Is Foster Wheeler Destined for Greatness?
Investors love stocks that consistently beat the Street without getting ahead of their fundamentals and risking a meltdown. The best stocks offer sustainable market-beating gains, with robust and improving financial metrics that support strong price growth. Does Foster Wheeler fit the bill? Let's look at what its recent results tell us about its potential for future gains.
What we're looking for
The graphs you're about to see tell Foster's story, and we'll be grading the quality of that story in several ways:
- Growth: Are profits, margins, and free cash flow all increasing?
- Valuation: Is share price growing in line with earnings per share?
- Opportunities: Is return on equity increasing while debt to equity declines?
- Dividends: Are dividends consistently growing in a sustainable way?
What the numbers tell you
Now, let's look at Foster's key statistics:
Revenue growth > 30%
Improving profit margin
Free cash flow growth > Net income growth
(80.8%) vs. (48.2%)
Stock growth (+ 15%) < EPS growth
30.7% vs. (36.2%)
Improving return on equity
Declining debt to equity
How we got here and where we're going
Things don't look good at all for Foster Wheeler today -- the global engineering and construction firm musters only one out of seven passing grades. However, despite weakness on virtually every important metric, Foster Wheeler shares are actually higher today than they were three years ago, thanks to a rebound that began this past spring. Is the company's stock-price growth sustainable, or will Foster's fundamental weaknesses catch up it to the end? Let's dig a little deeper to find out.
The energy-focused Foster Wheeler once saw robust growth on the back of booming energy industry, but these trends have turned at present, thanks in part a wholesale move away from nuclear power after Japan's Fukushima disaster. However, countries such as China, India, and Russia have heightened their investments in nuclear production, which could be a long-term growth headwind for Foster once the new plants are approved. Fool contributor Jonathan Yates points out that Beijing aims to produce 80 gigawatts of nuclear power by 2020, and India expects to obtain almost a quarter of its energy from nuclear power by 2050.
In the nearer term, Foster Wheeler recently got a contract to supply materials for nine fired heaters for a new high-octane gasoline plant in Kirishi, Russia. It also signed a three-year agreement with the Abu Dhabi Polymers Company to provide engineering and consultancy services.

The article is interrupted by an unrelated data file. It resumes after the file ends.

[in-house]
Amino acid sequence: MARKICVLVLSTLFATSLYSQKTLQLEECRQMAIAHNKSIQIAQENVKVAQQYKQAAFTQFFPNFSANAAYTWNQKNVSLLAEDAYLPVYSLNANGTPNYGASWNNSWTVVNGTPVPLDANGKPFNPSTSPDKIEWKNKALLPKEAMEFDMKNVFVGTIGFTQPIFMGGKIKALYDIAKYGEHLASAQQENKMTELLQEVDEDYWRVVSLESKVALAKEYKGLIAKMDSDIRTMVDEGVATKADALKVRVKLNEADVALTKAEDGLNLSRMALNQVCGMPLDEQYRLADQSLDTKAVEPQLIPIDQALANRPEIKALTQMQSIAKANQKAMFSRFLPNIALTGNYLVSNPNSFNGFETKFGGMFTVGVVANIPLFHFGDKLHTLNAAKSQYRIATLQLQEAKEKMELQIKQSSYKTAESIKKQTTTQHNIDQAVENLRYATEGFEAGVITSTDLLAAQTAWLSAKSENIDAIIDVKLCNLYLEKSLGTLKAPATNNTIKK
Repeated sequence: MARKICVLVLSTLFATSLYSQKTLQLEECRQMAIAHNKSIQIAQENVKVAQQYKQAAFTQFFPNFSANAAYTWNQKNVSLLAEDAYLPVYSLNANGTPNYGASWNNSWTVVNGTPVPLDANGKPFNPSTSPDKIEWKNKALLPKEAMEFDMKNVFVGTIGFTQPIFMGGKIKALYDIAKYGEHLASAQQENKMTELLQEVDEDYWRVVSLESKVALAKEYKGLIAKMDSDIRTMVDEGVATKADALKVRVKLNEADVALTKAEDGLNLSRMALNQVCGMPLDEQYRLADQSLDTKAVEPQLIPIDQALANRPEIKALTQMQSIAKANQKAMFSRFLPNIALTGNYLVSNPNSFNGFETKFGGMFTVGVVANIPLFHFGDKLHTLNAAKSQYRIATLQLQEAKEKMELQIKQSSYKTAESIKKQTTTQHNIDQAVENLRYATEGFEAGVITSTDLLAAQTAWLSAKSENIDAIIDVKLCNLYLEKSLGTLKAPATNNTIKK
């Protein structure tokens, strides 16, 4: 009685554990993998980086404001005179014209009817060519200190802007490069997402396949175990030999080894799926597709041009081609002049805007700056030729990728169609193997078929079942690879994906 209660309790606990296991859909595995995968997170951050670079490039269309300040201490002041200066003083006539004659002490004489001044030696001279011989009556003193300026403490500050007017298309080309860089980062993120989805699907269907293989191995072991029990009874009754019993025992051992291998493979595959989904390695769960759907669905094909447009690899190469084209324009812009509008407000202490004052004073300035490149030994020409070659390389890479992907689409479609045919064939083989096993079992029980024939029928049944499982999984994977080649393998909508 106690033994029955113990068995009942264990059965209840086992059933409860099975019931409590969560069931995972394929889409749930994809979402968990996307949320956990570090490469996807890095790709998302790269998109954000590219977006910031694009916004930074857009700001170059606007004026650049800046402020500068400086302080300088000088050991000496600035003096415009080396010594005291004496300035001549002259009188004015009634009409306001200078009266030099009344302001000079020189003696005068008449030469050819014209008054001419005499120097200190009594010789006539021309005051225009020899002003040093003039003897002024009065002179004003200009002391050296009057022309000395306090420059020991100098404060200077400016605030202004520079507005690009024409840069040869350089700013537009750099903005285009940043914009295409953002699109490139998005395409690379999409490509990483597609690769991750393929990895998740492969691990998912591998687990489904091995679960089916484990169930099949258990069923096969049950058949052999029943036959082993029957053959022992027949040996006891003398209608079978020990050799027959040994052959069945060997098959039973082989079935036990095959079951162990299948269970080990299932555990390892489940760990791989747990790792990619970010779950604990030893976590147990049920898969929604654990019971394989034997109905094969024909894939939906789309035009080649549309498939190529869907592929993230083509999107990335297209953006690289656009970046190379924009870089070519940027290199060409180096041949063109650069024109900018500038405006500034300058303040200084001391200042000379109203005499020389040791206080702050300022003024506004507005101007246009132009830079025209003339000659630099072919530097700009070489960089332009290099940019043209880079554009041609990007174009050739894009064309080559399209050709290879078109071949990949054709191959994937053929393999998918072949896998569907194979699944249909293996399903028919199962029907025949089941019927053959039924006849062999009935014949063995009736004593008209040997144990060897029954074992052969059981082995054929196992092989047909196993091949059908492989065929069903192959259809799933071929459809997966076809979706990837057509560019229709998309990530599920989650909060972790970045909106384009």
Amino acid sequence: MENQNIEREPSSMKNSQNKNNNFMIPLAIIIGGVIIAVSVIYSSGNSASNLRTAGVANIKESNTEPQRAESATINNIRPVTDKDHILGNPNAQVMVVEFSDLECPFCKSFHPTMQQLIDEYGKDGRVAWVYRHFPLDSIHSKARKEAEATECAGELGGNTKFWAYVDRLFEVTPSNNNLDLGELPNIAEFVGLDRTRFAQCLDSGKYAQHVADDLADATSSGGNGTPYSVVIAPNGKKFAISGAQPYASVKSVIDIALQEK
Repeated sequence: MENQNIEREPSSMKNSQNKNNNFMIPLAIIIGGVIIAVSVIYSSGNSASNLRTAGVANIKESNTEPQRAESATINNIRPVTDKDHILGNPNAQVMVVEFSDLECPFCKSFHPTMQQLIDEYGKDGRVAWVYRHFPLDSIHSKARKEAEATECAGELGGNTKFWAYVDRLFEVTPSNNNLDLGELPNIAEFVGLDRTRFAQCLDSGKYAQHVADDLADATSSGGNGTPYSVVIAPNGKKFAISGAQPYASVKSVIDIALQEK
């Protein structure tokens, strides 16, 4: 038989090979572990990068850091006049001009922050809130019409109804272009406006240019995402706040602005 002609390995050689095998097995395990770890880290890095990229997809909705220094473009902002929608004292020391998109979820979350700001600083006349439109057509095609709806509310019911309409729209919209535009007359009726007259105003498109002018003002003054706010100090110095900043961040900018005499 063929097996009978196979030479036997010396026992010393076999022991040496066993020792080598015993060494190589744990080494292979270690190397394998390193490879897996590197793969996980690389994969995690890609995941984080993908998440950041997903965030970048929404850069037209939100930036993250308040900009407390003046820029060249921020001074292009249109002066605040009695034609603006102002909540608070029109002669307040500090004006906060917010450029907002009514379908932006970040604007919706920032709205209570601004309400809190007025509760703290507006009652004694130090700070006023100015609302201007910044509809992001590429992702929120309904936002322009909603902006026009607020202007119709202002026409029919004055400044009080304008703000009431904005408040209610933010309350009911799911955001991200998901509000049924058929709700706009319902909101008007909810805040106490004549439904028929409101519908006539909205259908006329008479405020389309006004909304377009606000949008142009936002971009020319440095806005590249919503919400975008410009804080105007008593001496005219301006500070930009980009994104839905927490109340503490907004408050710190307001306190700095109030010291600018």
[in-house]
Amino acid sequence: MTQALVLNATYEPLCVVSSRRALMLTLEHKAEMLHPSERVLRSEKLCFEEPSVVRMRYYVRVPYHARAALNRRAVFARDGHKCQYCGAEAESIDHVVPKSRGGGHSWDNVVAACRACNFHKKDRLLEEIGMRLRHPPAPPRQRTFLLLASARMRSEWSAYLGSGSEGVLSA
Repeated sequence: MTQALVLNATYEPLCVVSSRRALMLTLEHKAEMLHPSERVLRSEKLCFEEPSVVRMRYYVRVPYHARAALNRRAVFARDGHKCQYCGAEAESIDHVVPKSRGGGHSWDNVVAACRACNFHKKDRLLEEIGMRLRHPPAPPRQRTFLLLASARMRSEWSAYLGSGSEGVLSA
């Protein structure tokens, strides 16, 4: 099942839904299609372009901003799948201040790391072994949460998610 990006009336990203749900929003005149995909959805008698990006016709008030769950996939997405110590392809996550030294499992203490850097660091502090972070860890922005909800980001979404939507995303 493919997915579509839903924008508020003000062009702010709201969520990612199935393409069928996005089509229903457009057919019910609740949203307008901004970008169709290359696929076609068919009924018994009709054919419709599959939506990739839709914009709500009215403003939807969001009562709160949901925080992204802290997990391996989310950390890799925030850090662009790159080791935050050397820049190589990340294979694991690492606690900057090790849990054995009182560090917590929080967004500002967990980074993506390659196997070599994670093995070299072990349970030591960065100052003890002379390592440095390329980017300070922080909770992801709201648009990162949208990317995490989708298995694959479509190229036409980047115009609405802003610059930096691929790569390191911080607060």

Foster Wheeler has also been on the acquisition path and recently bought Canadian firm Three Streams Engineering, which has helped it to bolster its position north of the border. The company has bagged a contract to render engineering and procurement services to Reliance Industries for a multibillion-dollar Indian refinery project, and has a similar agreement with OJSC for a Russian refinery. The company's Global Power Group has achieved similar success in international markets, thanks to contracts from Elektrobudowa and GS E&C for two separate large power plants. The company also signed an agreement with Shell Global Solutions International, a subsidiary of Royal Dutch Shell, to offer full support for Shell's operations. These deals might help the company recover, but it seems that Foster's long-term health will be tied to the health of the global economy -- particularly if the economy continues to rely on non-renewable energy.
However, Foster Wheeler is hardly alone in the international megaconstruction market: both Fluor and Jacobs Engineering present significant competition. You can see how that competition has affected Foster in recent years:
Foster and Fluor have been in a race to the bottom, in terms of profit, but Jacobs Engineering has taken off lately, thanks in part to a larger reliance on government contracts, which have been flowing freely in the post-crash years as many international governments look to juice economic growth with higher spending. Despite that discrepancy, Fluor has outpaced both companies in share-price appreciation over the past three years, returning nearly 90% compared to Jacobs' 65% and Foster's 30%. Its P/E ratio is also the highest of the bunch, at a 40% premium to either Jacobs or Foster. Of the three, only Jacobs Engineering has not spent the past year rising on valuation alone -- its P/E is the same as it was in 2010 -- and both Foster and Fluor have seen their valuations double. It might be worth considering the possibility that these stocks haven't much higher to go without an appreciable gain on the bottom line.
Putting the pieces together
Today, Foster Wheeler has few of the qualities that make up a great stock, but no stock is truly perfect. Digging deeper can help you uncover the answers you need to make a great buy -- or to stay away from a stock that's going nowhere.
Other international opportunities
With American markets reaching new highs, investors and pundits alike are skeptical about future growth. They shouldn't be. Many global regions are still stuck in neutral, and their resurgence could result in windfall profits for select companies. A recent Motley Fool report, "3 Strong Buys for a Global Economic Recovery," outlines three companies that could take off when the global economy gains steam. Click here to read the full report!
The article Is Foster Wheeler Destined for Greatness? originally appeared on Fool.com.Fool contributor Alex Planes has no position in any stocks mentioned. The Motley Fool owns shares of Fluor. Try any of our Foolish newsletter services free for 30 days. We Fools don't all hold the same opinions, but we all believe that considering a diverse range of insights makes us better investors. The Motley Fool has a disclosure policy.
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